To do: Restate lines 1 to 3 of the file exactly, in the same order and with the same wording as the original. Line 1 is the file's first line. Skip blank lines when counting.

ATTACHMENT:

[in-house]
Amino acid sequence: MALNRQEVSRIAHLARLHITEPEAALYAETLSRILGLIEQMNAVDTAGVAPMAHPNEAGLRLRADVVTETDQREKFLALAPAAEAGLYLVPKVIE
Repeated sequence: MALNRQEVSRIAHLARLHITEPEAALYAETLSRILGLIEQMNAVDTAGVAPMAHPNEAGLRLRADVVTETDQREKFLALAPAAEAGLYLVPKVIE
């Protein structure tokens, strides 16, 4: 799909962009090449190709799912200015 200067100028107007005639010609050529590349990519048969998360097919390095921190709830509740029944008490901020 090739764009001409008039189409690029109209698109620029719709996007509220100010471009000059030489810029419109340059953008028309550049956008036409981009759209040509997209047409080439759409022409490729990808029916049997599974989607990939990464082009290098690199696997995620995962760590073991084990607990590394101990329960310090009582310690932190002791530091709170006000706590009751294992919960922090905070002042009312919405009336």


[in-house]
Amino acid sequence: MALNRQEVSRIAHLARLHITEPEAALYAETLSRILGLIEQMNAVDTAGVAPMAHPNEAGLRLRADVVTETDQREKFLALAPAAEAGLYLVPKVIE
Repeated sequence: MALNRQEVSRIAHLARLHITEPEAALYAETLSRILGLIEQMNAVDTAGVAPMAHPNEAGLRLRADVVTETDQREKFLALAPAAEAGLYLVPKVIE